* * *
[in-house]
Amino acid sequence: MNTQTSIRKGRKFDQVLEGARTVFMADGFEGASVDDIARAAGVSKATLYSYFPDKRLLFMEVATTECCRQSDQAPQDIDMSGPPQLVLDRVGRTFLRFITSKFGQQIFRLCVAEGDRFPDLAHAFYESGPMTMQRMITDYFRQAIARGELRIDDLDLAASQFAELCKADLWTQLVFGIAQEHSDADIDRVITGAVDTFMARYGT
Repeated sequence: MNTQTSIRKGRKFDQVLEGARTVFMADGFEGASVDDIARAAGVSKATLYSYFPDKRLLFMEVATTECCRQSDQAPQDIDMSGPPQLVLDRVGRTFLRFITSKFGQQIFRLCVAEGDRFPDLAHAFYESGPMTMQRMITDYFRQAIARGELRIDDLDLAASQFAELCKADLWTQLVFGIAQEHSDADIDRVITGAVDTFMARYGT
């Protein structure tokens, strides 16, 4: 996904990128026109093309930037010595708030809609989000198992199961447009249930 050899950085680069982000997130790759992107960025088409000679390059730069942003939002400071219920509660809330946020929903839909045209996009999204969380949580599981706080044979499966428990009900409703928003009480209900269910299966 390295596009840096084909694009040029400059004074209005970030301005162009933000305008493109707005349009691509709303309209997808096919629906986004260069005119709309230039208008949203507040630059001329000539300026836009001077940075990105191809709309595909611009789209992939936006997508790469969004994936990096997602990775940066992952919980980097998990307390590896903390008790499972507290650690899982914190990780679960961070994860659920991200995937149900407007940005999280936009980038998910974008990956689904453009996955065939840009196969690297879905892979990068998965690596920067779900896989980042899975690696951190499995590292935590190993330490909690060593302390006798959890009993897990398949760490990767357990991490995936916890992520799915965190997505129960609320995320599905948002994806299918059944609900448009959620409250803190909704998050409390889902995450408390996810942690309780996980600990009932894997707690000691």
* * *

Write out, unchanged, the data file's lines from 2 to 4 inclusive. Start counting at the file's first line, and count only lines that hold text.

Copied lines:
Amino acid sequence: MNTQTSIRKGRKFDQVLEGARTVFMADGFEGASVDDIARAAGVSKATLYSYFPDKRLLFMEVATTECCRQSDQAPQDIDMSGPPQLVLDRVGRTFLRFITSKFGQQIFRLCVAEGDRFPDLAHAFYESGPMTMQRMITDYFRQAIARGELRIDDLDLAASQFAELCKADLWTQLVFGIAQEHSDADIDRVITGAVDTFMARYGT
Repeated sequence: MNTQTSIRKGRKFDQVLEGARTVFMADGFEGASVDDIARAAGVSKATLYSYFPDKRLLFMEVATTECCRQSDQAPQDIDMSGPPQLVLDRVGRTFLRFITSKFGQQIFRLCVAEGDRFPDLAHAFYESGPMTMQRMITDYFRQAIARGELRIDDLDLAASQFAELCKADLWTQLVFGIAQEHSDADIDRVITGAVDTFMARYGT
């Protein structure tokens, strides 16, 4: 996904990128026109093309930037010595708030809609989000198992199961447009249930 050899950085680069982000997130790759992107960025088409000679390059730069942003939002400071219920509660809330946020929903839909045209996009999204969380949580599981706080044979499966428990009900409703928003009480209900269910299966 390295596009840096084909694009040029400059004074209005970030301005162009933000305008493109707005349009691509709303309209997808096919629906986004260069005119709309230039208008949203507040630059001329000539300026836009001077940075990105191809709309595909611009789209992939936006997508790469969004994936990096997602990775940066992952919980980097998990307390590896903390008790499972507290650690899982914190990780679960961070994860659920991200995937149900407007940005999280936009980038998910974008990956689904453009996955065939840009196969690297879905892979990068998965690596920067779900896989980042899975690696951190499995590292935590190993330490909690060593302390006798959890009993897990398949760490990767357990991490995936916890992520799915965190997505129960609320995320599905948002994806299918059944609900448009959620409250803190909704998050409390889902995450408390996810942690309780996980600990009932894997707690000691």